The following day we spent half the day pulling the alternator off of the diesel engine. This is no small task. The thing likely weighs a couple hundred pounds since it essentially consists of a thick metal casing and bundles upon bundles of tightly wound wire inside. Think: lead. With the help of a block and tackle, 2 tire irons, assorted tools, some serious pushing, pulling and grunting AND, let me not forget, my handy ‘this-is-serious-business-leather gloves, we got it apart! One small bearing having ‘trouble’ led to many small copper wires being torched, which brought a large powerful unit to a screeching halt. Now that it’s apart, we’re faced with the same old challenge as always…getting it somewhere to someone who can do something with it! And our trusty old back-up generator isn’t performing at the moment either. *sigh* For now, our nights are just a little darker.
Chaos at the mission base!
IT’S THE SMALL THINGS
…that dictate the success (or lack thereof) of larger things. For example, this past week a rather small ball bearing in our (Lister) generator-that-we-depend-on-for-everything apparently was having ‘trouble’. It was a new bearing, so it shouldn’t have. It should have been fine. It was making a new noise when it ran so we did the routine checks plus a few extras. We couldn’t see where the problem was so we were faced with having to find a mechanic, somewhere, somehow, who could give us some kind of advice. That’s not so easy way out here. The closest Lister agent is a 2 day drive away.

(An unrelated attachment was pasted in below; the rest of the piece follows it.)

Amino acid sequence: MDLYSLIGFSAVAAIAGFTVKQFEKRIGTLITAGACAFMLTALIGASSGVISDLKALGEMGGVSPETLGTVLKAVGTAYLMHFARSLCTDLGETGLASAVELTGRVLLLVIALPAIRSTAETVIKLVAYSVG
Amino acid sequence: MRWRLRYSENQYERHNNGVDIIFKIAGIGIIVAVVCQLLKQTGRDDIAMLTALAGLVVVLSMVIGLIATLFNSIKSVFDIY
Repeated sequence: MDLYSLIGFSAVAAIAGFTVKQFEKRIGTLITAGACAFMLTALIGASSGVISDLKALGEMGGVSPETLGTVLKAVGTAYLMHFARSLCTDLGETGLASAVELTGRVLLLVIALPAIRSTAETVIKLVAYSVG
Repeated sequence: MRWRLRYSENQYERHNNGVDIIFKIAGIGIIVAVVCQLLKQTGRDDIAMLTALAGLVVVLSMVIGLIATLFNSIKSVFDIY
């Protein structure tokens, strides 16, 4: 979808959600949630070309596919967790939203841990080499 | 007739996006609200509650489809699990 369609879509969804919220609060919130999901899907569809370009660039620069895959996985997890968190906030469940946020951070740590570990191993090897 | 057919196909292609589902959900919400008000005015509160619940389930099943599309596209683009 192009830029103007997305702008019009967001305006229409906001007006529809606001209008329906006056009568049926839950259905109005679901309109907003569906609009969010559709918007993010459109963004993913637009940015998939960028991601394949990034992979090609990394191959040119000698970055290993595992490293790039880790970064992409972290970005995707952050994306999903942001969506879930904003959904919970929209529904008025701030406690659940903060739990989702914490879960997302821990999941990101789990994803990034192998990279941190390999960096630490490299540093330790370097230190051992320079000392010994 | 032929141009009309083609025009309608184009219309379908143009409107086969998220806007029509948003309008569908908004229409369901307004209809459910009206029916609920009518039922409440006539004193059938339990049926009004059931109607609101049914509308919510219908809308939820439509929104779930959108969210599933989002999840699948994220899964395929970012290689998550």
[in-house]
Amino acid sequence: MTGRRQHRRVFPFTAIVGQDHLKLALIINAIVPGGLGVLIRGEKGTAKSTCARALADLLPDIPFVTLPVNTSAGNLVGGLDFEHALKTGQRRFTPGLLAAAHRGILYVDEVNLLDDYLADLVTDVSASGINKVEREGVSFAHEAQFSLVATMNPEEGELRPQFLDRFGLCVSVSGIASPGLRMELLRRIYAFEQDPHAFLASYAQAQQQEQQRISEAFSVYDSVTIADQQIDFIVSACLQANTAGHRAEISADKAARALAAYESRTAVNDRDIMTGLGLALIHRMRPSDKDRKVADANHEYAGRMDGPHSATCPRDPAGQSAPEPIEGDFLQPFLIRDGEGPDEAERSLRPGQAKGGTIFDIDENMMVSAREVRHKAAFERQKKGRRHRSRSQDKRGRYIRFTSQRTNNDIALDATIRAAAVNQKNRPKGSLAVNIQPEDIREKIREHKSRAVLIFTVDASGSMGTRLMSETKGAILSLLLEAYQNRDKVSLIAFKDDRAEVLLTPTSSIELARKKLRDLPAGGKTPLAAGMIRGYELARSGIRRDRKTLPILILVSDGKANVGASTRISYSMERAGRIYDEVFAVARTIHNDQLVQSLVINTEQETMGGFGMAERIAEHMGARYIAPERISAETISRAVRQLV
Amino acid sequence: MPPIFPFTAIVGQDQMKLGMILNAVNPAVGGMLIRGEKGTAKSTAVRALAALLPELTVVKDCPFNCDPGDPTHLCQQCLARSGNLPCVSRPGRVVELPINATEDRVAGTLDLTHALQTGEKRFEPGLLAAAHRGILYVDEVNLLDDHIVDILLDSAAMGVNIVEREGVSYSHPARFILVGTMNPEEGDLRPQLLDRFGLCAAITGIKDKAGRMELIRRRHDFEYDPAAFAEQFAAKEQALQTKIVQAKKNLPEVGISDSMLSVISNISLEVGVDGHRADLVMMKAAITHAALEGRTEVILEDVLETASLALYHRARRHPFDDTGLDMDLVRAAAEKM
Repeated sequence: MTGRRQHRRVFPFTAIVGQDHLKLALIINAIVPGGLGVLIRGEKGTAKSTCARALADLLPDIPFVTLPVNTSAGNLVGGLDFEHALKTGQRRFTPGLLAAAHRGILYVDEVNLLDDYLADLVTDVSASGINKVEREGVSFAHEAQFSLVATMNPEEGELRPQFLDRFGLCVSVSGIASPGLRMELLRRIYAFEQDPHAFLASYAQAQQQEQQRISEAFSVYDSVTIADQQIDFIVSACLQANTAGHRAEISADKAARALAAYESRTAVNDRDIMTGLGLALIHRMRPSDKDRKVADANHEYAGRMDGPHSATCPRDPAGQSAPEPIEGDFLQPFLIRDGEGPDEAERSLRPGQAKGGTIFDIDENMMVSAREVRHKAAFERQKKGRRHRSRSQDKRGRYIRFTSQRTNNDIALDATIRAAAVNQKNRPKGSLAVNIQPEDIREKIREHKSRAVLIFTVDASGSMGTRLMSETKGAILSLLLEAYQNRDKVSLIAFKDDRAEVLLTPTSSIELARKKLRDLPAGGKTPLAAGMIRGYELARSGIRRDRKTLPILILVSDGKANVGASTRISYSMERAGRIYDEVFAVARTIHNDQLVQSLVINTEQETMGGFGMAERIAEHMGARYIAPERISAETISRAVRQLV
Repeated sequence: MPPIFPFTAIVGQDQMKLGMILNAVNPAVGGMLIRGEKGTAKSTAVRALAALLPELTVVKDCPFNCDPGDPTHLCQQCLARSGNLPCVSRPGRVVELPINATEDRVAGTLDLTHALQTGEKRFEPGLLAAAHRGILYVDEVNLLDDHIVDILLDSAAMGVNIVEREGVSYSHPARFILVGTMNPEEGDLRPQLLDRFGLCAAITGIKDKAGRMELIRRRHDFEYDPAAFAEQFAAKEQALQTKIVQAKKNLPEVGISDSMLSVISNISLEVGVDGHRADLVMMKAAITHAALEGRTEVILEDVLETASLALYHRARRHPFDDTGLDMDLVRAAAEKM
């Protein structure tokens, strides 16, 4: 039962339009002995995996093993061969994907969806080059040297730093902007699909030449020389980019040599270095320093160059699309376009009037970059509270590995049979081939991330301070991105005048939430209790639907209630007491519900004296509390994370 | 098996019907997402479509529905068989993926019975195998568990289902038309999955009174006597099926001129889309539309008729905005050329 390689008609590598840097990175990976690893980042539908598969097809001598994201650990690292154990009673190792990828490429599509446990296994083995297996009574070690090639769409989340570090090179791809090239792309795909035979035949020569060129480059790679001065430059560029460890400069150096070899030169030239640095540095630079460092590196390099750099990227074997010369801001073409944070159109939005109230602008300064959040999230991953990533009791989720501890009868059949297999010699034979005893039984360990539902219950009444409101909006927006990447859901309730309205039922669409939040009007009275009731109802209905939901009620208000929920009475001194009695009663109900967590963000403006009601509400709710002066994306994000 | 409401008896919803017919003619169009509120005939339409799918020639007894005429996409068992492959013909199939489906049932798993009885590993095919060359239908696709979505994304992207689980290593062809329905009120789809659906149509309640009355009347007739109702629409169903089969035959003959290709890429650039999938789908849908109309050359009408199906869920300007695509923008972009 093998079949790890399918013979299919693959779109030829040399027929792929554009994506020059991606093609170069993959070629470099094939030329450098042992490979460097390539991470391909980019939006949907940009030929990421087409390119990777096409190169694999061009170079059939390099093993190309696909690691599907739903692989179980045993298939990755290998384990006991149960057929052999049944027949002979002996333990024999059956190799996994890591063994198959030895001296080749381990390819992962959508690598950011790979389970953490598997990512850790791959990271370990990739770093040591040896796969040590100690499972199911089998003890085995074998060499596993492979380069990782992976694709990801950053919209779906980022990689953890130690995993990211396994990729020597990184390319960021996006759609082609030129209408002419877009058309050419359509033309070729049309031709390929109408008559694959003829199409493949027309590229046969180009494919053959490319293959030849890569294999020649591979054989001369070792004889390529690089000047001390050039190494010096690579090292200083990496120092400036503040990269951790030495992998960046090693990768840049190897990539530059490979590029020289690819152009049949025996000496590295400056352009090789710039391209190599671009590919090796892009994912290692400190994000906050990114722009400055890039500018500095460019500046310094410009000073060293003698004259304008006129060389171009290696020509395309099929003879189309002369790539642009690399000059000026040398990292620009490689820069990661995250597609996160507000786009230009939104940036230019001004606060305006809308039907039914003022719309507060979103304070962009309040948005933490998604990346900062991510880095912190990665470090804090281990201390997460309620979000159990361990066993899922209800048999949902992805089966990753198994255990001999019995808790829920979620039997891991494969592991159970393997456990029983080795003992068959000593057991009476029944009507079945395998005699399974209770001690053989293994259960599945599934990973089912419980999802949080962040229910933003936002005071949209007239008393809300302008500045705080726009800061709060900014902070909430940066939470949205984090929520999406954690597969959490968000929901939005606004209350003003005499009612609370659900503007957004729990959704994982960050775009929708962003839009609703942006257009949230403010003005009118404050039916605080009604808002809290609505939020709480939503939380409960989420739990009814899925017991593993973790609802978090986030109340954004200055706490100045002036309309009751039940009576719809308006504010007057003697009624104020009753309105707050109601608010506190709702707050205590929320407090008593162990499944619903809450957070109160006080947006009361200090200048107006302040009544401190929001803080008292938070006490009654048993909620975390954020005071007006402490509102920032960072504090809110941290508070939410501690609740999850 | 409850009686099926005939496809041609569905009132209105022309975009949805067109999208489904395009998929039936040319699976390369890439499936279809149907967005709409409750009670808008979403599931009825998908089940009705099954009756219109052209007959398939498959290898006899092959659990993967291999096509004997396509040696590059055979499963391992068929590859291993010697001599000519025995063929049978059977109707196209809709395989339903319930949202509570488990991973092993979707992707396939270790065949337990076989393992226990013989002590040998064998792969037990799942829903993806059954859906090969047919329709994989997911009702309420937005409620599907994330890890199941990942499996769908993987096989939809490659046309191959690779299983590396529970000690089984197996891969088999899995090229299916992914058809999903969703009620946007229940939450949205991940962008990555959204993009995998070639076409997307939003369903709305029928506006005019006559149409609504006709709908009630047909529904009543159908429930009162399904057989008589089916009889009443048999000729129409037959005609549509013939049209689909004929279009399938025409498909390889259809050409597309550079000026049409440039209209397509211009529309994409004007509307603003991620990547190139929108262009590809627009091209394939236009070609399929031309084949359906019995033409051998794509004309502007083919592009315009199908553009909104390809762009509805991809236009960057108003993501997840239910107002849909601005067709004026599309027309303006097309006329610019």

While we were contemplating what to do, and in very short order, the troubled bearing bade a final and destructive farewell . We knew there was trouble when the lights went off at 7 pm instead of 9 pm. We grabbed our flashlights and headed up the path toward the generator shed. We met the guard half way there. “There’s a big problem! The generator started squealing loudly, then shut itself off…I wasn’t even there…I didn’t even shut it off…It just made a loud noise and…”he managed between breaths. He’s rather excitable and when he has adrenaline surges he talks very fast. He was talking very fast then! We arrived at the shed to find columns of smoke rising from the machine and the ‘excessive speed’ warning light lit. Hmmm. This can’t be good!(see the metal pieces at the bottom of the ring? Yeah, that’s NOT good.)
(Written by Lynn Lagore)